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News 24 Nov 17

Balkan Countries Downplay Worry About Radioactive Cloud

Several Balkan countries say they detected nuclear pollution in their atmosphere in September and October – but have reassured concerned citizens that it is not dangerous. 

Ana Maria Luca
A satellite map of the Mayak facility. Photo: NASA/Wikimedia Commons

Several Balkan countries reported nuclear pollution in their atmosphere during September and October, due to an allegedly unreported incident traced to the Southern Urals, but experts have reassured worried people that the levels of nuclear pollution are not dangerous.

Romania’s nuclear activity agency CNCAN said on Thursday that Romania had been under the radioactive cloud for almost a month, from September 15 to October 10, with the highest concentrations of radioactive pollution in the south of the country, from the Black Sea to Bucharest. However, the agency said the levels were not dangerous.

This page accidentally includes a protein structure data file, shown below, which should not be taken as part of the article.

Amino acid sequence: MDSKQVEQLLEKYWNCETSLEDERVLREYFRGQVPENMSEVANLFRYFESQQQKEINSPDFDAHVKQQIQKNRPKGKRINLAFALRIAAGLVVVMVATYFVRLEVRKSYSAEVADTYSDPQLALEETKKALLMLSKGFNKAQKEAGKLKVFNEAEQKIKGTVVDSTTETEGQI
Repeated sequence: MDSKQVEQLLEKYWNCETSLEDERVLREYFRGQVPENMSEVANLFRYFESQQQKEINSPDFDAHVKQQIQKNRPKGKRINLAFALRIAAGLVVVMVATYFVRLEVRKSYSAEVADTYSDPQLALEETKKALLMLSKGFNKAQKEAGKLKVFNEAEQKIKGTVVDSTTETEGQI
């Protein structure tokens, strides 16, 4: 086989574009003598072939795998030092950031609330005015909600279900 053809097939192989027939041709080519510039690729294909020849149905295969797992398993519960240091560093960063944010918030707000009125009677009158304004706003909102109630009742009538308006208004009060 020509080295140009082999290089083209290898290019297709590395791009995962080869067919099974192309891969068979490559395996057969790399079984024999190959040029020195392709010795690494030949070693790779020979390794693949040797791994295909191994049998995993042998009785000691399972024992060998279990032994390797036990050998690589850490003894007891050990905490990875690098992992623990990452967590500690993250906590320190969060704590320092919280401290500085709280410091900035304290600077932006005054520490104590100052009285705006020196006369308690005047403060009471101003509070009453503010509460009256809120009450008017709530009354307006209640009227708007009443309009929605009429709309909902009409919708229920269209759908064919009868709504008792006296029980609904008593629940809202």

The Bulgarian, Bosnian and Serbian nuclear agencies also confirmed that the cloud passed over their countries and also stressed that the levels of radioactive pollution were not dangerous.

European monitoring stations began detecting Ruthenium 106 in the atmosphere at the end of September 2017 and traced it back to the southern Urals, in Russia or Kazakhstan.

Moscow’s weather service on Monday confirmed “extremely high” concentrations of radioactivity in parts of the country in late September.

The Russian meterological service did not refer to any specific source of the pollution, but it said the highest concentration was registered in Argayash, 30 kilometres from the Mayak nuclear facility, the site of a nuclear disaster in 1957. It is now a reprocessing plant for spent nuclear fuel.

South-Eastern European countries have been affected before by radioactive pollution, especially from the 1986 Chernobyl explosion that generated a radioactive cloud. The consequences of the incident were largely downplayed by communist regimes at the time.

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